Organic coffee beans: coffee beans grown without chemical fertilisers or pesticides. Consumers should be aware that many small growers do not use chemicals anyway, simply because they can not afford them, but their product may not carry organic certification. This is particularly true for coffee grown at high altitudes where few insects or bugs may be present and therefore chemicals not really necessary, combined with very inaccessible terrain making it difficult for chemicals to be transported to the plantation, and of course poverty.

Washed coffee beans: wet-processed coffee beans, which are repeatedly rinsed and sorted. Because of this, washed beans are superior in quality to dry-processed beans.

Vacuum coffee maker: water is placed in a glass globe. A second glass globe is inserted into the top of the first, with a rubber seal binding them together & a unique glass rod acting as the filter. Medium ground coffee is placed in the upper globe. A heat source is placed under the lower glass globe. As the water in the lower glass globe expands it is forced into the upper globe. When all the water in the lower globe has been forced into the upper globe, the heat source is removed. The lower globe then cools, creating a lower pressure in the lower globe, than in the top globe, and so the coffee is sucked back down into the lower globe. The most famous and spectacular of these is the original one, being the Cona, from England.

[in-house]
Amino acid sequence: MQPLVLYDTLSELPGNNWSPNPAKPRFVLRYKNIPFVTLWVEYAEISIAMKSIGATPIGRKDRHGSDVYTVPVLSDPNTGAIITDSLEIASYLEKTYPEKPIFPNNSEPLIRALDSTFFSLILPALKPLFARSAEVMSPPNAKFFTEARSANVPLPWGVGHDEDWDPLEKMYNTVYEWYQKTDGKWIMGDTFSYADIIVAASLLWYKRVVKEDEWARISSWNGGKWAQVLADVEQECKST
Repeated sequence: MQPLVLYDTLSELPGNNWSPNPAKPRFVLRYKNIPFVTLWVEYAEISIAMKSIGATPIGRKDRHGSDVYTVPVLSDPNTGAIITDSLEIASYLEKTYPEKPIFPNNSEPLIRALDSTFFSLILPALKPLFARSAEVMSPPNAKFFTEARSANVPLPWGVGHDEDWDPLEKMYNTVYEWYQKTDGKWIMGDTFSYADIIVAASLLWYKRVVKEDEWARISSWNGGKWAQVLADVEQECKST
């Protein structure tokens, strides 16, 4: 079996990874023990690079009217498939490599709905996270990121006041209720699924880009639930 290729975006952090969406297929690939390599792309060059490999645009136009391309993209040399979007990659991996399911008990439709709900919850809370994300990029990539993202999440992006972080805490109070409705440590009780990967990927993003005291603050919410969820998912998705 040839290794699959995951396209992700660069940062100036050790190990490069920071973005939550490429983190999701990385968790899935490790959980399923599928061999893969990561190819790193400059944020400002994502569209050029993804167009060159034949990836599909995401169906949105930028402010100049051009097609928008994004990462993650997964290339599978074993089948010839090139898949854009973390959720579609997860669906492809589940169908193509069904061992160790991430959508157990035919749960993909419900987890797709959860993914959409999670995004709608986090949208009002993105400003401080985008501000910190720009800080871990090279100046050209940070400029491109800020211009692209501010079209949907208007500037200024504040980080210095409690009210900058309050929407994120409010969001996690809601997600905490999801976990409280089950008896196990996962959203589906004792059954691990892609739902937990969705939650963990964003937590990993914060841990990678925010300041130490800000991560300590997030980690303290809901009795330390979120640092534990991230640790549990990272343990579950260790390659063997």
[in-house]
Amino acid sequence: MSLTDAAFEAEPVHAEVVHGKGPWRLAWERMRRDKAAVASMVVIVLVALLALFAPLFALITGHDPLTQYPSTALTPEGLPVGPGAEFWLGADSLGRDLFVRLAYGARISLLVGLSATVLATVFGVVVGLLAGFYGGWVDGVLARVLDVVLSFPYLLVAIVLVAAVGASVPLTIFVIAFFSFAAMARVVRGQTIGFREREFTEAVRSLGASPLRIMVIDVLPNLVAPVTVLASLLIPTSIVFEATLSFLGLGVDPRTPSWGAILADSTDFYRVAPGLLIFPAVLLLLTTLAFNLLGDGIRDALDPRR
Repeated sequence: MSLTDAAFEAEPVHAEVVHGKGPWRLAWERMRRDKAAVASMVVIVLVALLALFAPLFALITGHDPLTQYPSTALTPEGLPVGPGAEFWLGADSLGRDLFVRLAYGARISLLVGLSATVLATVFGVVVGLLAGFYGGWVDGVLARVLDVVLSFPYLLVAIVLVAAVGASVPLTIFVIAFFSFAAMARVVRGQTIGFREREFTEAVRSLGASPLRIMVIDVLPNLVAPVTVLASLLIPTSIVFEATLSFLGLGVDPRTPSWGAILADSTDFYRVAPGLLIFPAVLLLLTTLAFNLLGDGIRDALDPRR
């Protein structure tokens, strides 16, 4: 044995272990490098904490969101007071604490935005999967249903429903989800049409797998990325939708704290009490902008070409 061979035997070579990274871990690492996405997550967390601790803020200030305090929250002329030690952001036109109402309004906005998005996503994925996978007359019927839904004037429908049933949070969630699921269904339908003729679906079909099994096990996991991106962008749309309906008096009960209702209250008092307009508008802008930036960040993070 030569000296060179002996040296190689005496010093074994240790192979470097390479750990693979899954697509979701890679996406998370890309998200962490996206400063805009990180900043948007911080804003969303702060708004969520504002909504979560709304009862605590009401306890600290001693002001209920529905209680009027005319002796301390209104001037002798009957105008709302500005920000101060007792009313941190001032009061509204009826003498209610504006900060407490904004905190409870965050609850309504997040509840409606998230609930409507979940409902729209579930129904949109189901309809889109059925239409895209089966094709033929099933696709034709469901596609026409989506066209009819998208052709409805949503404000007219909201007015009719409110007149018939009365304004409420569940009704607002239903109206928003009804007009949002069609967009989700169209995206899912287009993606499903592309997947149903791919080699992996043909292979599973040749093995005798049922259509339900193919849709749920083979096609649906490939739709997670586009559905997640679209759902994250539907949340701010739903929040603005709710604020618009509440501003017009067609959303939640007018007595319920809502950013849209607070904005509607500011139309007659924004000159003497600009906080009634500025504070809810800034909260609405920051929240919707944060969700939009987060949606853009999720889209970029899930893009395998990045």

Crema: the foam that gathers on the surface of a good espresso, being an emulsion of the essential oils contained in the coffee. For any given roast, the fresher it is, the more crema you will see on your espresso. It really is that simple. The crema should not be too pale in colour, nor should it be even close to approaching a chocolate colour. The colour of varnished pine is approximately the colour you should be targeting, or possibly a shade darker. The bubbles in the crema should be so fine that they are barely visible across the light.

Londinium Espresso: Bespoke coffee roasters

by Reiss Gunson on Wednesday, 13 May 2009 00:23

Londinium: the best in bespoke suits. Londinium Espresso: the best in bespoke coffee. The smoothest espresso you have ever drunk, or your money back. If you are ready for bespoke, you are ready for Londinium Espresso. If you want a particular coffee…just ask! We are bespoke, remember?